The sudden rise of "special purpose acquisitions companies" and cryptocurrencies speaks less to the virtues of these vehicles than to the excesses of the current bull market.
LONDON – I was recently approached about setting up my own “special purpose acquisition company” (SPAC), which would allow me to secure financial commitments from investors on the expectation that I will eventually acquire some promising business that would prefer to avoid an initial public offering. In picturing myself in this new role, I mused that I could be doubly fashionable by also jumping into the burgeoning field of cryptocurrencies. There have been plenty of headlines about striking it big, quickly, so why not get in on the action?
Being a wizened participant in financial markets, I declined the invitation. The rising popularity of SPACs and cryptocurrencies seems to reflect not their own strengths but rather the excesses of the current moment, with its raging bull market in equities, ultra-low interest rates, and policy-driven rallies after a year of COVID-19 lockdowns.
To be sure, in some cases, pursuing the SPAC route to a healthy return probably makes a lot of sense. But the fact that so many of these entities are being created should raise concerns about looming risks in the surrounding markets.
As for the cryptocurrency phenomenon, I have tried to remain open-minded, but the economist in me struggles to make sense of it. I certainly understand the conventional complaints about the major fiat currencies. Throughout my career as a foreign-exchange analyst, I often found that it was much easier to dislike a given currency than it was to find one with obvious appeal.
I can still remember my thinking during the run-up to the introduction of the euro. Aggregating individual European economies under a shared currency would eliminate a key source of monetary-policy restraint—the much-feared German Bundesbank—and would introduce a new set of risks to the global currency market. This worry led me (briefly) to bet on gold. But by the time the euro was introduced in 1999, I had persuaded myself of its attractions and changed my view (which turned out to be a mistake for the first couple of years, but not in the long term).
Similarly, I have lost count of all the papers I have written and read on the supposed unsustainability of the US balance of payments and the impending decline of the dollar. True, these warnings (and similar portents about Japan’s long-running experiment in monetary-policy largesse) have yet to be borne out. But, given all this inductive evidence, I can see why there is so much excitement behind Bitcoin, the modern version of gold, and its many competitors. Particularly in developing and “emerging” economies, where one often cannot trust the central bank or invest in foreign currencies, the opportunity to stow one’s savings in a digital currency is obviously an inviting one.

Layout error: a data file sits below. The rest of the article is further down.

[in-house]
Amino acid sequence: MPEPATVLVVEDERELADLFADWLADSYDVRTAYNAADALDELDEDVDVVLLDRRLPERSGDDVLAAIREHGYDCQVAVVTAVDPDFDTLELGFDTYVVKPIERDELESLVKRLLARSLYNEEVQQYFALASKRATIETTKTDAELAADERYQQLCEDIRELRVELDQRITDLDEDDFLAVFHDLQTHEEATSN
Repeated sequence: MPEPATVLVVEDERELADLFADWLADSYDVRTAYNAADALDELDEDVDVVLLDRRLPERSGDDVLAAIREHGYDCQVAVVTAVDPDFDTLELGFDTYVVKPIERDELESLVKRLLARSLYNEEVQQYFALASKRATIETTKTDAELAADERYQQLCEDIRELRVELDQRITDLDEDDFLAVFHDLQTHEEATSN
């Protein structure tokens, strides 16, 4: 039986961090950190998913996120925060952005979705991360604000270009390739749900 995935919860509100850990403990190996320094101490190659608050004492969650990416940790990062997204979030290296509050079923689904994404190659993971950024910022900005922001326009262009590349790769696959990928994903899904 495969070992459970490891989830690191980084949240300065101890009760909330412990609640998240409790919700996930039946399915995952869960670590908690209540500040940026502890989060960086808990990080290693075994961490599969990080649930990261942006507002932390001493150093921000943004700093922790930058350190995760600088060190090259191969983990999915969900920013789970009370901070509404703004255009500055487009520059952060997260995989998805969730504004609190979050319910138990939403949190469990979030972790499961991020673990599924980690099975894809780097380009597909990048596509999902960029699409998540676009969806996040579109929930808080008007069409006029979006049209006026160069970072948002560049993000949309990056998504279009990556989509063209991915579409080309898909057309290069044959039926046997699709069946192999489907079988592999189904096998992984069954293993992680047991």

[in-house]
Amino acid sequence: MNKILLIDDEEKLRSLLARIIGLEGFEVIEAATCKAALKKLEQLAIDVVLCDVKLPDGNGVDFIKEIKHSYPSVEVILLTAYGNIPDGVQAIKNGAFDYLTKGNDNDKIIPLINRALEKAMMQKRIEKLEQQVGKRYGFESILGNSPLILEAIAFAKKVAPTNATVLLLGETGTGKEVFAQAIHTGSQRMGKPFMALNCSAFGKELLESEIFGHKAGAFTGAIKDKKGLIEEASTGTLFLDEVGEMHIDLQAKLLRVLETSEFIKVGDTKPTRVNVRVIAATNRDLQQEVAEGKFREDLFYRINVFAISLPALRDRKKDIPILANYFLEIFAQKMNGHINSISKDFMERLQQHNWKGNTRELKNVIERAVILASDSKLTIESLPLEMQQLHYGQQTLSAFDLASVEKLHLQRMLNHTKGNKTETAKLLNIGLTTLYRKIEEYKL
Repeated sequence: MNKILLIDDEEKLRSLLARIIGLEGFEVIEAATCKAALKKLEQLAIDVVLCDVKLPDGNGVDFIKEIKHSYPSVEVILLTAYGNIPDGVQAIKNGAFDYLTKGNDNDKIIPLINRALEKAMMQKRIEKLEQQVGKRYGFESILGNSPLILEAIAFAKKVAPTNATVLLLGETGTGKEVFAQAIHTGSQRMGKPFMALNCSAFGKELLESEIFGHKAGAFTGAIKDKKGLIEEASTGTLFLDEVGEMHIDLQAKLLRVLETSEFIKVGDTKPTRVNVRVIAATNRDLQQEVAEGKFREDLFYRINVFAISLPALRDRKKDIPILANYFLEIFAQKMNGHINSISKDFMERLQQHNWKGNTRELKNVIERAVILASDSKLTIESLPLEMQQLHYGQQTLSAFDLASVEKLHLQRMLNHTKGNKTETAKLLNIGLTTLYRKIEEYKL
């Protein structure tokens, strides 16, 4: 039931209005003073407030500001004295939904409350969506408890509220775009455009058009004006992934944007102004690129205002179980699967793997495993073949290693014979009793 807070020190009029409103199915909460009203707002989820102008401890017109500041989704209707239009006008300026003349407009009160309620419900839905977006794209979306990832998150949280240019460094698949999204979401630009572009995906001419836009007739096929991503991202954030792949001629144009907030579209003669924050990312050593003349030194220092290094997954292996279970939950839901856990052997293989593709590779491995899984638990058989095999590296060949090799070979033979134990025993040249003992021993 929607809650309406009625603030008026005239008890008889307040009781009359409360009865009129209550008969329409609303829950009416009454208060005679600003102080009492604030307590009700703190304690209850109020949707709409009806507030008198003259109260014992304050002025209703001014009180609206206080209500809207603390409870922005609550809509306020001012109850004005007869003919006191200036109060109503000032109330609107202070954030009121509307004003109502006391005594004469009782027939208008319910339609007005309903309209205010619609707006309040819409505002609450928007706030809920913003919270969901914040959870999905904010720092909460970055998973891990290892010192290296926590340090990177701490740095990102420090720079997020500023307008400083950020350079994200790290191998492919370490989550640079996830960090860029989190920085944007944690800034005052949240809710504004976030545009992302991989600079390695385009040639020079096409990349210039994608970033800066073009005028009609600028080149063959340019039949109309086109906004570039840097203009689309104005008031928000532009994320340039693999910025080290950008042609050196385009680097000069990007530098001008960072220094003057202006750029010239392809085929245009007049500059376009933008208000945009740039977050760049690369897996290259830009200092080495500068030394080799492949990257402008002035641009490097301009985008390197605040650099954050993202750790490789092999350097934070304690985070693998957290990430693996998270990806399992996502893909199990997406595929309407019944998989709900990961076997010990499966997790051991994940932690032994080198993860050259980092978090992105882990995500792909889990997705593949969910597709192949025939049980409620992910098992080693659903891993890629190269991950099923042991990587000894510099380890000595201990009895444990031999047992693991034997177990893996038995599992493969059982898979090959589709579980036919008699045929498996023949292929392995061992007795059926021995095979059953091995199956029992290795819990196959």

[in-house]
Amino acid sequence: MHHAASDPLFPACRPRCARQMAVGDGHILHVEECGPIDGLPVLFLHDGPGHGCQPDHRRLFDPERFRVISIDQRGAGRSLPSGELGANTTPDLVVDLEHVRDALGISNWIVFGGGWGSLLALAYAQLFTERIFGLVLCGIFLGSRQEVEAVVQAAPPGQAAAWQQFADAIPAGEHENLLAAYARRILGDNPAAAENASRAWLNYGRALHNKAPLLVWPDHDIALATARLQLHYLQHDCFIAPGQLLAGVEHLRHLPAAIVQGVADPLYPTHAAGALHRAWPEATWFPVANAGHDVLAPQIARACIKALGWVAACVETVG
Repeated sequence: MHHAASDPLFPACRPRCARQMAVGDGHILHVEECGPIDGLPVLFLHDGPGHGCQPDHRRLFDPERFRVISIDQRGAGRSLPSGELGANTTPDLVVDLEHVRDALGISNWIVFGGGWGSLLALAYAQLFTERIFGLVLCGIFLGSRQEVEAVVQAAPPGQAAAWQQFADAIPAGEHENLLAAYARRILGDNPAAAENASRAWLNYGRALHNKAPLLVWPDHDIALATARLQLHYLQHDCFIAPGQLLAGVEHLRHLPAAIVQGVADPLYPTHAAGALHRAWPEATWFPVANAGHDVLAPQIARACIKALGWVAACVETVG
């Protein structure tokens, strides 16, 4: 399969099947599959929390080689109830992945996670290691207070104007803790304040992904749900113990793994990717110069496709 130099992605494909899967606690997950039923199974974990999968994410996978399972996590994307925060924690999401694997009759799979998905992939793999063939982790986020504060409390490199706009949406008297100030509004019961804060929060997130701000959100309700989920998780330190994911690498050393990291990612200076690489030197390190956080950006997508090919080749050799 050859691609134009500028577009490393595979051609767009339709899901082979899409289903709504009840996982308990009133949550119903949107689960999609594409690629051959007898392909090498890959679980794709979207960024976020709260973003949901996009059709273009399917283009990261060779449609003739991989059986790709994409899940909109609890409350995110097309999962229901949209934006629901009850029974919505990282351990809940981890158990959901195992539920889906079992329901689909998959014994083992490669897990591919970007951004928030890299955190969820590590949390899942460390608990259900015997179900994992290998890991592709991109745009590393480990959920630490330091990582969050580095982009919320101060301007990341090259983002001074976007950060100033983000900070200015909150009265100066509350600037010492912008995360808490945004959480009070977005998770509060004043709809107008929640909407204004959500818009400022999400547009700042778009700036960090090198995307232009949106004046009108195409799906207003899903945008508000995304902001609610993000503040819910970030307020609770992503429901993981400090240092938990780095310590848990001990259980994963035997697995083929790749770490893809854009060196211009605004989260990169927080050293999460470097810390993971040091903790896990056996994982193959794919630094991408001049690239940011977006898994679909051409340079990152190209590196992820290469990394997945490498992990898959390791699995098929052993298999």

By the same token, there has long been a case to be made for creating a new world currency—or upgrading the International Monetary Fund’s reserve asset, special drawing rights—to mitigate some of the excesses associated with the dollar, euro, yen, pound, or any other national currency. For its part, China has already introduced a central bank digital currency, in the hopes of laying the foundation for a new, more stable global monetary system.
But these innovations are fundamentally different from a cryptocurrency like Bitcoin. The standard economic textbook view is that for a currency to be credible, it must serve as a means of exchange, a store of value, and a unit of account. It is hard to see how a cryptocurrency could meet all three of these conditions all of the time. True, some cryptocurrencies have demonstrated an ability to perform some of these functions some of the time. But the price of Bitcoin, the canonical cryptocurrency, is so volatile that it is almost impossible to imagine it becoming a reliable store of value or means of exchange.
Moreover, underlying these three functions is the rather important role of monetary policy. Currency management is a key macroeconomic policymaking tool. Why should we surrender this function to some anonymous or amorphous force such as a decentralized ledger, especially one that caps the overall supply of currency, thus guaranteeing perpetual volatility?
At any rate, it will be interesting to see what happens to cryptocurrencies when central banks finally start raising interest rates after years of maintaining ultra-loose monetary policies. We have already seen that the price of Bitcoin tends to fall sharply during “risk-off” episodes, when markets suddenly move into safe assets. In this respect, it exhibits the same behavior as many “growth stocks” and other highly speculative bets.
In the interest of transparency, I did consider buying some Bitcoin a few years ago, when its price had collapsed from $18,000 to below $8,000 in the space of around two months. Friends of mine predicted that it would climb above $50,000 within two years—and so it has.
Ultimately, I decided against it, because I had already taken a lot of risk investing in early-stage companies that at least served some obvious purpose. But even if I had bet on Bitcoin, I would have understood that it was just a speculative punt, not a bet on the future of the monetary system.
Speculative bets do of course sometimes pay off, and I congratulate those who loaded up on Bitcoin early on. But I would offer them the same advice I would offer to a lottery winner: Don’t let your windfall go to your head.
Jim O’Neill, a former chairman of Goldman Sachs Asset Management and a former UK treasury minister, is Chair of Chatham House.